Healthcare industry experts have turned their attention to the budding Risant Health, a nonprofit formed by Kaiser Foundation Hospitals and Geisinger Health, and what it could mean for value-based care.
On Wednesday, Oakland, California-based Kaiser and Danville, Pennsylvania-based Geisinger announced the launch of Risant, which plans to acquire health systems and create a national network focused on value-based care. If approved by state and federal regulators, Risant will acquire Geisinger as its first member health system.
Kaiser, a $95 billion system spanning eight states and Washington, D.C., pledged to invest up to $5 billion in Risant over five years for technology, tools and services.
"Everybody's focused on the fact that that is the direction healthcare is moving, in particular the reimbursement model. And, as a result, they're trying to plan now for what they need to be doing to take advantage of value-based care focus," said Sarah Ernst, partner at law firm Alston & Bird.
Much of the industry still operates on a fee-for-service basis, where the provider is paid for each service rendered. With value-based care, providers are incentivized to offer high-quality care at a lower cost, and they are paid based on a patient's health outcomes.
Kaiser operates a closed integrated care model, in which its 12.6 million health plan members pay to access coordinated services in inpatient, outpatient and other care settings. Similar to Kaiser, Geisinger offers health plan options to patients and organizes its care model to focus more on population health and preventative care.
The Risant strategy builds on the Mid-Atlantic presence Kaiser already has in Maryland and Virginia. Geisinger's 10 hospitals and 500,000-member health plan spans central and eastern Pennsylvania, complementing Kaiser's footprint.
States such as Pennsylvania and Ohio are good areas to test value-based care, considering the well-established ecosystem of hospitals and health systems, said Nathan Ray, a partner in healthcare and life sciences at consulting firm West Monroe. Risant will be able to build on those connections and take on more risk at scale, he said.
"Nothing that I'm hearing here says that this uniquely lights a fire that they weren't already stoking," Ray said. "Kaiser and Geisinger hopefully ... have been operating some value-based playbook of their own. They both continue to understand the pressures on systems today and are adapting to that. [Kaiser] has always had a special model. That, in and of itself, has often been seen as a unique way of delivering services."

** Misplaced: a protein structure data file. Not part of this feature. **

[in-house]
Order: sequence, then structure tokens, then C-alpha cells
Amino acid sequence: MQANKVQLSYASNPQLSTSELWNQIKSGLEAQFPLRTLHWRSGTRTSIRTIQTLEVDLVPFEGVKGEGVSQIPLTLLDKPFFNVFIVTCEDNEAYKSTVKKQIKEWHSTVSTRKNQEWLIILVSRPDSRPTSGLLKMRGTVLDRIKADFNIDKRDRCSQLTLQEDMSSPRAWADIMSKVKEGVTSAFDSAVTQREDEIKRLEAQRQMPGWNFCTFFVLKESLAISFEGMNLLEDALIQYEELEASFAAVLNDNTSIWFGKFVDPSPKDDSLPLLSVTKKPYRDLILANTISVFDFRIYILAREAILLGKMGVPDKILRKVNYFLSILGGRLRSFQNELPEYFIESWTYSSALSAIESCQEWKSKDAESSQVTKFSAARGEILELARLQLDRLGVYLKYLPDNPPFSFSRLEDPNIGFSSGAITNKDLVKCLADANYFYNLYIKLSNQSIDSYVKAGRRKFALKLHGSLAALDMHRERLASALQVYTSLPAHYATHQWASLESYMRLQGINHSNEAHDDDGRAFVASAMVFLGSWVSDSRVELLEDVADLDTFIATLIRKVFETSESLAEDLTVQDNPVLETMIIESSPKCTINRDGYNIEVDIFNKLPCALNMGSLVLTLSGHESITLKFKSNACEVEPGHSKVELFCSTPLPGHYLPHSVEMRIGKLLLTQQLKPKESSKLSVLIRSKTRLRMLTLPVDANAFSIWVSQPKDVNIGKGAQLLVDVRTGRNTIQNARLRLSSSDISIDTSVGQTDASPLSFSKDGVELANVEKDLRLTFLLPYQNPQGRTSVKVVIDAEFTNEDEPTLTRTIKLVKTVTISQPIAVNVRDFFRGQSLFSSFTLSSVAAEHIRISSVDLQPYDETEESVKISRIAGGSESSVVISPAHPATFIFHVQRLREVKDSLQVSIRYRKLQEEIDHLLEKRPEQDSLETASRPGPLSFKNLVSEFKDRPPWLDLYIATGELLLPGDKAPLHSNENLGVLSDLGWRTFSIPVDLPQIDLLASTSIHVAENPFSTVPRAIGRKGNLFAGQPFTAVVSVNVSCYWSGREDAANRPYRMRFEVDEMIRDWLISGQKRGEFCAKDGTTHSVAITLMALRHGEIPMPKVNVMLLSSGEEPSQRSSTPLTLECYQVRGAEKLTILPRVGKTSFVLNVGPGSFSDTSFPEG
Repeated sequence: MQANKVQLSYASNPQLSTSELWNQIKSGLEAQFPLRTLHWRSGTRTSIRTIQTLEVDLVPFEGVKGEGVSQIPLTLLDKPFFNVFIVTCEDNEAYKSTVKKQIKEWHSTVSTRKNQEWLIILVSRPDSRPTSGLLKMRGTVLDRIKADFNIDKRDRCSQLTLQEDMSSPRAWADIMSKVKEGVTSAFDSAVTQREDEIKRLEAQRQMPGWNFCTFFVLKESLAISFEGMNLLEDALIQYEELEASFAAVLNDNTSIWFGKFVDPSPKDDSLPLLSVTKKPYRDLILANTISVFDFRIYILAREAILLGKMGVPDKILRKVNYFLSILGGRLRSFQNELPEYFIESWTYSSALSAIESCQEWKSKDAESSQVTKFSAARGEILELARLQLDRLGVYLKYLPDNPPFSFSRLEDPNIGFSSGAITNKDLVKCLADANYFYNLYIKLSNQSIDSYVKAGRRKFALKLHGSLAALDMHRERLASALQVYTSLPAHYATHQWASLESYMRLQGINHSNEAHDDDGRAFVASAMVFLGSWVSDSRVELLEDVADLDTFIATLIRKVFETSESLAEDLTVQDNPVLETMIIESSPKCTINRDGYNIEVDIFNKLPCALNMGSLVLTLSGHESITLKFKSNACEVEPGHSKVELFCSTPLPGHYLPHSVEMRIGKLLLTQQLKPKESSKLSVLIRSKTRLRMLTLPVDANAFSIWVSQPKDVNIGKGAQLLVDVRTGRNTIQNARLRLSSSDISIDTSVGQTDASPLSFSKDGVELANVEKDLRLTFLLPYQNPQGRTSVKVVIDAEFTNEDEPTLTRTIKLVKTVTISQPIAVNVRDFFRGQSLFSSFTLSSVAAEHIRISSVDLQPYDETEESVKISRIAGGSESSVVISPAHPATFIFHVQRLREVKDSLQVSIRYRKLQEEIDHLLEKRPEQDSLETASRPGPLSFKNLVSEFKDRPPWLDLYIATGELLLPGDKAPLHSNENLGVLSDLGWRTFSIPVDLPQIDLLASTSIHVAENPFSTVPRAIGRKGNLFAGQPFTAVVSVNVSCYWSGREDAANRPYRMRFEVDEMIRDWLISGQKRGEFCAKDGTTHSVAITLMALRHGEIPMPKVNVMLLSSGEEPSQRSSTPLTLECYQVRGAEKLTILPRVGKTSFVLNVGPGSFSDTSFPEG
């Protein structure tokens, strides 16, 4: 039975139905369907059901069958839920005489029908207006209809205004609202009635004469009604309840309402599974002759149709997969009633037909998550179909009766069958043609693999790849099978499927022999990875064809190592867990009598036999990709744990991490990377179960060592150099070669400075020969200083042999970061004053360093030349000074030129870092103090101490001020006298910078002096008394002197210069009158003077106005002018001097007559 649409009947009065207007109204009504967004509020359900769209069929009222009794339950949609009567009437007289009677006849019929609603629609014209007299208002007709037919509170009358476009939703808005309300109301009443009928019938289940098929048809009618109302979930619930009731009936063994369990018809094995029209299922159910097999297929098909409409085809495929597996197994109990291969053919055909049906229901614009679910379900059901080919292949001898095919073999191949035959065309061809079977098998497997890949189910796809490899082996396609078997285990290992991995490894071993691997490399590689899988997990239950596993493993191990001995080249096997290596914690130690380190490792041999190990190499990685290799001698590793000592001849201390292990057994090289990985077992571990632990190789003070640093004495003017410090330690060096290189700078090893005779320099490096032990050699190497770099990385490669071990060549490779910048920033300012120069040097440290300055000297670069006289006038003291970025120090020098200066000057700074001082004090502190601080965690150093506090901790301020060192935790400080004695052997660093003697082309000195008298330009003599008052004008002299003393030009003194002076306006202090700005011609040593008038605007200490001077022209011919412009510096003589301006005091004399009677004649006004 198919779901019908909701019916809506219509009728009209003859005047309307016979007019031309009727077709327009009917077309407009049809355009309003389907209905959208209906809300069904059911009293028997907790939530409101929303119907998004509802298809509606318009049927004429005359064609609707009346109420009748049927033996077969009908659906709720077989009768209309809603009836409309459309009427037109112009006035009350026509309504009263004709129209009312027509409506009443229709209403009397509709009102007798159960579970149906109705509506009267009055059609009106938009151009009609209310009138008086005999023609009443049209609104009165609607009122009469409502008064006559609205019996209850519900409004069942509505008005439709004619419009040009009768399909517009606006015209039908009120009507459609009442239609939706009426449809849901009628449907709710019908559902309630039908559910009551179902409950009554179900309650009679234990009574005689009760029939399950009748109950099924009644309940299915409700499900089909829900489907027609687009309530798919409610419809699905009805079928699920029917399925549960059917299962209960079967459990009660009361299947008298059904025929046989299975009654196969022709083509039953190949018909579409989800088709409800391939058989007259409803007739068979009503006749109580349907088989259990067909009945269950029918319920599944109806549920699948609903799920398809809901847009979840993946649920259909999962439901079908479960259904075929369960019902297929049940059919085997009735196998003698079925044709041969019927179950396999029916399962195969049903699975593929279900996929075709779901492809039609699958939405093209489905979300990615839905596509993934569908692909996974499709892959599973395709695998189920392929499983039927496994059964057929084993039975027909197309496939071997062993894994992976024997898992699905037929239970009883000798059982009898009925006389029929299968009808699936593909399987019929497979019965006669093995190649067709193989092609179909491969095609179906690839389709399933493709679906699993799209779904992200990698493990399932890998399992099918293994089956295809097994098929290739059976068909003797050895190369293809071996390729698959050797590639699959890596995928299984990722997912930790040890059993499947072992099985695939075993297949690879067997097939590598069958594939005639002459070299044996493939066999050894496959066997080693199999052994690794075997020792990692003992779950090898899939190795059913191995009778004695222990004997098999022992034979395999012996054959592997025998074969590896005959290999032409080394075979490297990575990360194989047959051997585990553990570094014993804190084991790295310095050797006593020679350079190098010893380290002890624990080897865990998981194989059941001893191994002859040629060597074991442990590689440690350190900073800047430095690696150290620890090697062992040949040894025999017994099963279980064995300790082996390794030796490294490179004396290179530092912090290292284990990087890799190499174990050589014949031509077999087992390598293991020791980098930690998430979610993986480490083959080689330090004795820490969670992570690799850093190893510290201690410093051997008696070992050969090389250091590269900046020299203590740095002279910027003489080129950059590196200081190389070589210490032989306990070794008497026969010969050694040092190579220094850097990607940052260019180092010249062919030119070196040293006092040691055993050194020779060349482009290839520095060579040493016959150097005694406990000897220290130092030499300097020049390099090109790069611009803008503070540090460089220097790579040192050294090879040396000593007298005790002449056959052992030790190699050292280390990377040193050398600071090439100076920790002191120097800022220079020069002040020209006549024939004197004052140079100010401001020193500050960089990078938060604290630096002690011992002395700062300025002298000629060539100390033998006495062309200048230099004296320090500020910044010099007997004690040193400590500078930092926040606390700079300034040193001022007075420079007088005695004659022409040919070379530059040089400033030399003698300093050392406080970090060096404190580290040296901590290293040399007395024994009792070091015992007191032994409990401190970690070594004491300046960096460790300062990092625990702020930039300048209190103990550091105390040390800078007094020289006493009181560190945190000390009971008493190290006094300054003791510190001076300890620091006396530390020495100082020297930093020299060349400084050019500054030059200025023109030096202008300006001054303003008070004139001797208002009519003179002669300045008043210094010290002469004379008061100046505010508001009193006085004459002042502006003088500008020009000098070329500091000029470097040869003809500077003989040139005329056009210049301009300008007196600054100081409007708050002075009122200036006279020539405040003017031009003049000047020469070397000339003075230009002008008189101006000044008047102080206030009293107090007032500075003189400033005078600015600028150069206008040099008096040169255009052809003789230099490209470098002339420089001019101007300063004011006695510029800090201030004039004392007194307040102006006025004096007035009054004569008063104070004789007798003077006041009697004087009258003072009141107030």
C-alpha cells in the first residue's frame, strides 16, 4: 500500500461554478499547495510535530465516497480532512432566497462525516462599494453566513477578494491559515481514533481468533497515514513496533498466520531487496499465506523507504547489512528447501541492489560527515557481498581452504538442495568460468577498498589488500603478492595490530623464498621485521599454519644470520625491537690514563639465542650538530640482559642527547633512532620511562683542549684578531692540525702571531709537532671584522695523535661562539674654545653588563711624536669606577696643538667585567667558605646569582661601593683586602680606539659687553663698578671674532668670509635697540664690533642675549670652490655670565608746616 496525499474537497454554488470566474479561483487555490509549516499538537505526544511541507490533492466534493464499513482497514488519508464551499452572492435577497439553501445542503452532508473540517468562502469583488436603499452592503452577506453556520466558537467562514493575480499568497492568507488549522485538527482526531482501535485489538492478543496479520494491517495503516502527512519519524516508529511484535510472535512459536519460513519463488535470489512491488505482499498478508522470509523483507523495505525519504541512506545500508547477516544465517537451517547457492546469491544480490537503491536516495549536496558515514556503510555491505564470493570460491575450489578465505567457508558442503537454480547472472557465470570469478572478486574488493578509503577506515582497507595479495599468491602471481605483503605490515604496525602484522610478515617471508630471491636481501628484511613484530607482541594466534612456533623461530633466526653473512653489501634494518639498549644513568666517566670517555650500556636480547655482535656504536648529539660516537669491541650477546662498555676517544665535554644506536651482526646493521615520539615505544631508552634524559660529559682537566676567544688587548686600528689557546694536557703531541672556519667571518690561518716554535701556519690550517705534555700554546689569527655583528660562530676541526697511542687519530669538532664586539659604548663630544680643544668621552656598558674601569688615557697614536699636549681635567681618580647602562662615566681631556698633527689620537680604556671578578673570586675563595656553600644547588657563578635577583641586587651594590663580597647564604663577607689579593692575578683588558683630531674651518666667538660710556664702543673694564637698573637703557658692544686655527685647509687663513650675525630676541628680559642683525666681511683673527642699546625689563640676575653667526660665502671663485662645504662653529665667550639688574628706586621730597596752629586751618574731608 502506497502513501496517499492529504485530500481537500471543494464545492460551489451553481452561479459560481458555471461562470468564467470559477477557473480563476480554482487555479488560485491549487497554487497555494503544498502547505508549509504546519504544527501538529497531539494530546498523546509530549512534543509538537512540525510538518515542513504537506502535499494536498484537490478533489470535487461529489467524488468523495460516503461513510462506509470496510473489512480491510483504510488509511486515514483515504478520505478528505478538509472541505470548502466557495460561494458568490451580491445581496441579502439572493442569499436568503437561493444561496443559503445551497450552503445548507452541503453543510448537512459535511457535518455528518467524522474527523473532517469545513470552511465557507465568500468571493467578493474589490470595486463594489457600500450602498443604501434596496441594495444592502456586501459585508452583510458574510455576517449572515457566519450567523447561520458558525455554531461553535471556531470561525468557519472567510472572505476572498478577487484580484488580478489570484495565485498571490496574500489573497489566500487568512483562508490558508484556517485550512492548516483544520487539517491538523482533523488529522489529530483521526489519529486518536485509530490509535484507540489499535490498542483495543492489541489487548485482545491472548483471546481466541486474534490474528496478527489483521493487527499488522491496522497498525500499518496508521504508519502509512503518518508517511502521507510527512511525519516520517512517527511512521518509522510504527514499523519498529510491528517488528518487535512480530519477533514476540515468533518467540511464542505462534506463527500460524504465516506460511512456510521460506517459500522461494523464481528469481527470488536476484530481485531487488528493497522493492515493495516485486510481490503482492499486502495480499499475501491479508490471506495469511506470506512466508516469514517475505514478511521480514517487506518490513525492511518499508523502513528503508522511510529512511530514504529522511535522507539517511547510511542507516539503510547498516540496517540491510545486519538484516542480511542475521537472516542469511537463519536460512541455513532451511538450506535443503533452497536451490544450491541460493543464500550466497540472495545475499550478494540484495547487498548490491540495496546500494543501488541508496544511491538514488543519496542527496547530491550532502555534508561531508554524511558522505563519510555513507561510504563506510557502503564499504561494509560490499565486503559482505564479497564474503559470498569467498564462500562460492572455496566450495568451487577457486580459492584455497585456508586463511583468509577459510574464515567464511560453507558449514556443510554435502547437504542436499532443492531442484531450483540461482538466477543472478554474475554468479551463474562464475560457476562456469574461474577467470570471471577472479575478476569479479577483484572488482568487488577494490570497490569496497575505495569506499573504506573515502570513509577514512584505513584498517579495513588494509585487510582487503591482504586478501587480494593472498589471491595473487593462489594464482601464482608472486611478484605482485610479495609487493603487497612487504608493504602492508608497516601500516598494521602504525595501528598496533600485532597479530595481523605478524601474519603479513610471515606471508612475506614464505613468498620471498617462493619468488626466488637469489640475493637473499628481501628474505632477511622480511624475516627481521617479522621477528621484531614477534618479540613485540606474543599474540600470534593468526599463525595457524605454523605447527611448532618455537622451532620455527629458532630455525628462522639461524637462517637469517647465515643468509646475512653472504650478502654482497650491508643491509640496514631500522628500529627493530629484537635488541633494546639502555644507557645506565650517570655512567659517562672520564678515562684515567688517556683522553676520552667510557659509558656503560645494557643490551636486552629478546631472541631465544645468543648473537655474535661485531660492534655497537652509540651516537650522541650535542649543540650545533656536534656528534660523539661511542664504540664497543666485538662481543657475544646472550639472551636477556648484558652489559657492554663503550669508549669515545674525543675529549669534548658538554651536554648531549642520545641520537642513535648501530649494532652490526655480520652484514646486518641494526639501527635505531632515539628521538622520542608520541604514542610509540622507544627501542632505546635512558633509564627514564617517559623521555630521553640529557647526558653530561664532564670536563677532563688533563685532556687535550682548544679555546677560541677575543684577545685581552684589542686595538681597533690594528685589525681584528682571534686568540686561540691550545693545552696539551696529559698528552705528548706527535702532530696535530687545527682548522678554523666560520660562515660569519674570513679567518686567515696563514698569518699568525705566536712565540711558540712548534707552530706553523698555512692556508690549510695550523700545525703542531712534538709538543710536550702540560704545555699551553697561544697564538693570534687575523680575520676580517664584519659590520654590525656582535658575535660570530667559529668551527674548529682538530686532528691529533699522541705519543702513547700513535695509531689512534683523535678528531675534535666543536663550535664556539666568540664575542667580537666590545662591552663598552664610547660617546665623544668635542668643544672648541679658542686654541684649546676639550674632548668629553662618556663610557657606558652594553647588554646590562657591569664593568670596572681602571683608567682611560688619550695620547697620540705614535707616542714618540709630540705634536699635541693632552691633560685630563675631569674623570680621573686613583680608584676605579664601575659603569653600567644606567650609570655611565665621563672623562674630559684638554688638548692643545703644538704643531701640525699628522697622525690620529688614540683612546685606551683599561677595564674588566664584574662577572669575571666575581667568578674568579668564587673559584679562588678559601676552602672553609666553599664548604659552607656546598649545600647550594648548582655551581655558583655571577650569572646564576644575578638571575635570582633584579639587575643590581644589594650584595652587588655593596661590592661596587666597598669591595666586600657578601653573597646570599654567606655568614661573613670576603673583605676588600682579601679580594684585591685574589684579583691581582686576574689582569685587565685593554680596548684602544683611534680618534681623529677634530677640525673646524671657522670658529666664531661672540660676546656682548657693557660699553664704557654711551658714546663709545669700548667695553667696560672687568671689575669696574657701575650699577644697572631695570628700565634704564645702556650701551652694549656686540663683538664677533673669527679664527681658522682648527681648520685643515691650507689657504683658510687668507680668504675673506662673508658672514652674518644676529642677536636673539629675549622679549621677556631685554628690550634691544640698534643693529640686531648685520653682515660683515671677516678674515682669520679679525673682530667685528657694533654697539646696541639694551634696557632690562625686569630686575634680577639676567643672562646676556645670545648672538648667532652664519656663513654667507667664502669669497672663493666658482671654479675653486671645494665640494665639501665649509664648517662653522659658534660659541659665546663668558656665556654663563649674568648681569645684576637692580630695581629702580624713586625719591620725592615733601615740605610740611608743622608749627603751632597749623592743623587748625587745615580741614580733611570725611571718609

Primary care is often the easiest entry point into value-based care. Its payment models are more aligned with the cost of care, and primary care providers typically manage a wider scope of patient care. Specialty care can be more unpredictable, with varying costs and levels of acuity.
Ray said he sees potential opportunities for Risant and its members to expand into more medical specialties and incorporate the value-based model into those types of care.
Creating a value-based network that aligns providers' and payers' priorities is not easy. Many systems run into challenges when they move past their core operations, such as changes to legal structures or compensation policies, said Neal Shah, shareholder at law firm Polsinelli.
A Kaiser spokesperson said the system's care model may not work in every region, in addition to being slow to scale and requiring substantial capital to enter a new market.
Whether the new Risant strategy will move the needle on value-based care remains to be seen, Shah said.
"These are two systems that have had a lot of success in this area, but it's unclear whether that's something that's transferable," he said. "Does this create a platform for helping other kinds of health systems adopt similar kinds of integrated models, or is this just something that's unique to the cultures and the organization of Kaiser and Geisinger?"
Both systems have adjusted their mindset to consider the whole care continuum, and they have a track record of keeping hospital utilization costs relatively low, Shah said.
As part of the deal, the newly formed Risant and its members can draw on resources from Kaiser, but it will continue to operate as a separate organization. Having the backing of a nationwide brand like Kaiser will likely be a tailwind for the health systems that join Risant, Ray said.
Lauren Berryman contributed.